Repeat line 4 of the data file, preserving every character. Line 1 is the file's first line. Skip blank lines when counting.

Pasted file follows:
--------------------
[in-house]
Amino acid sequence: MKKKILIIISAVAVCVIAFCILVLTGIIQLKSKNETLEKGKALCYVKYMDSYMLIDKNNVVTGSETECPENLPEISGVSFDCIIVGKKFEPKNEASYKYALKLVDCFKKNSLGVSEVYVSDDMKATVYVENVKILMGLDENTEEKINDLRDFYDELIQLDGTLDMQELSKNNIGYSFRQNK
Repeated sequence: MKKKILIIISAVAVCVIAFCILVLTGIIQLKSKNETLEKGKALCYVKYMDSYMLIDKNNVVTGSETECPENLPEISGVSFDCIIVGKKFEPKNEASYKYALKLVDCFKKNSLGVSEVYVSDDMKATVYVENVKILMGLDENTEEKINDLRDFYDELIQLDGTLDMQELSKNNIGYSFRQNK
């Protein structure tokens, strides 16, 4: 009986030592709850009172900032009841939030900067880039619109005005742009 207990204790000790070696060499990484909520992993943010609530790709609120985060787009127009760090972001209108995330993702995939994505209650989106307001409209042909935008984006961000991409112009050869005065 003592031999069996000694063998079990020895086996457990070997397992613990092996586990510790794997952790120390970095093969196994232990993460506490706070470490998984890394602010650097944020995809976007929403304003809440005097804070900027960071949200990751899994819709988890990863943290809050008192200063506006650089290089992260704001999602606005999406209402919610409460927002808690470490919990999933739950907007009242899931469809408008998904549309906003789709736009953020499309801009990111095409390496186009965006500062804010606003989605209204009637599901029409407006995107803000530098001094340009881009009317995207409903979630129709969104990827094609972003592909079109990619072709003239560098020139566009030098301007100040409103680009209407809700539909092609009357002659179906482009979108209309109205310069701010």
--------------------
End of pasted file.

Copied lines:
């Protein structure tokens, strides 16, 4: 009986030592709850009172900032009841939030900067880039619109005005742009 207990204790000790070696060499990484909520992993943010609530790709609120985060787009127009760090972001209108995330993702995939994505209650989106307001409209042909935008984006961000991409112009050869005065 003592031999069996000694063998079990020895086996457990070997397992613990092996586990510790794997952790120390970095093969196994232990993460506490706070470490998984890394602010650097944020995809976007929403304003809440005097804070900027960071949200990751899994819709988890990863943290809050008192200063506006650089290089992260704001999602606005999406209402919610409460927002808690470490919990999933739950907007009242899931469809408008998904549309906003789709736009953020499309801009990111095409390496186009965006500062804010606003989605209204009637599901029409407006995107803000530098001094340009881009009317995207409903979630129709969104990827094609972003592909079109990619072709003239560098020139566009030098301007100040409103680009209407809700539909092609009357002659179906482009979108209309109205310069701010």